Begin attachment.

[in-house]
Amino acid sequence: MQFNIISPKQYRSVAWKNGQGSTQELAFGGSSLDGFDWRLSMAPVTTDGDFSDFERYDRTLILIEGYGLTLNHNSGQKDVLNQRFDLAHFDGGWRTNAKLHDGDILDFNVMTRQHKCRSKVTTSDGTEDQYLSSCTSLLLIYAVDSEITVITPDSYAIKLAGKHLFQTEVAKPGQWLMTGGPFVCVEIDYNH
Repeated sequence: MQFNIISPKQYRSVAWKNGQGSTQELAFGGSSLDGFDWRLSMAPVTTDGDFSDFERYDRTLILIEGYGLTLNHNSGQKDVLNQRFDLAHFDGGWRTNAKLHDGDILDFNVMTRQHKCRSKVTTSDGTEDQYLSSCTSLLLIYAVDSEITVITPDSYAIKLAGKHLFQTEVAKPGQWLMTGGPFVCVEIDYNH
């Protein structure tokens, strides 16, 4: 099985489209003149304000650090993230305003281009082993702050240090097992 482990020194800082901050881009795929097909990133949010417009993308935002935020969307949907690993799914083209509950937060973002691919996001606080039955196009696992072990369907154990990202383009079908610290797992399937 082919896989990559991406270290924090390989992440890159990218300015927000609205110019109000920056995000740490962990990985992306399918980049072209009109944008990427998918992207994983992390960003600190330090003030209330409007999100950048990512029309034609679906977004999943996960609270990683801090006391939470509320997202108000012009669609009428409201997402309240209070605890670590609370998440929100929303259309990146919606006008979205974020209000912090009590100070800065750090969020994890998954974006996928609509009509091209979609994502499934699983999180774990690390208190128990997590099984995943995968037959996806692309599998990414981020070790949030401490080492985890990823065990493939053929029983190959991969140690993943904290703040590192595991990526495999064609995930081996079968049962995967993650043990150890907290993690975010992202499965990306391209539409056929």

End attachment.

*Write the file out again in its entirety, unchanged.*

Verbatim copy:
[in-house]
Amino acid sequence: MQFNIISPKQYRSVAWKNGQGSTQELAFGGSSLDGFDWRLSMAPVTTDGDFSDFERYDRTLILIEGYGLTLNHNSGQKDVLNQRFDLAHFDGGWRTNAKLHDGDILDFNVMTRQHKCRSKVTTSDGTEDQYLSSCTSLLLIYAVDSEITVITPDSYAIKLAGKHLFQTEVAKPGQWLMTGGPFVCVEIDYNH
Repeated sequence: MQFNIISPKQYRSVAWKNGQGSTQELAFGGSSLDGFDWRLSMAPVTTDGDFSDFERYDRTLILIEGYGLTLNHNSGQKDVLNQRFDLAHFDGGWRTNAKLHDGDILDFNVMTRQHKCRSKVTTSDGTEDQYLSSCTSLLLIYAVDSEITVITPDSYAIKLAGKHLFQTEVAKPGQWLMTGGPFVCVEIDYNH
């Protein structure tokens, strides 16, 4: 099985489209003149304000650090993230305003281009082993702050240090097992 482990020194800082901050881009795929097909990133949010417009993308935002935020969307949907690993799914083209509950937060973002691919996001606080039955196009696992072990369907154990990202383009079908610290797992399937 082919896989990559991406270290924090390989992440890159990218300015927000609205110019109000920056995000740490962990990985992306399918980049072209009109944008990427998918992207994983992390960003600190330090003030209330409007999100950048990512029309034609679906977004999943996960609270990683801090006391939470509320997202108000012009669609009428409201997402309240209070605890670590609370998440929100929303259309990146919606006008979205974020209000912090009590100070800065750090969020994890998954974006996928609509009509091209979609994502499934699983999180774990690390208190128990997590099984995943995968037959996806692309599998990414981020070790949030401490080492985890990823065990493939053929029983190959991969140690993943904290703040590192595991990526495999064609995930081996079968049962995967993650043990150890907290993690975010992202499965990306391209539409056929």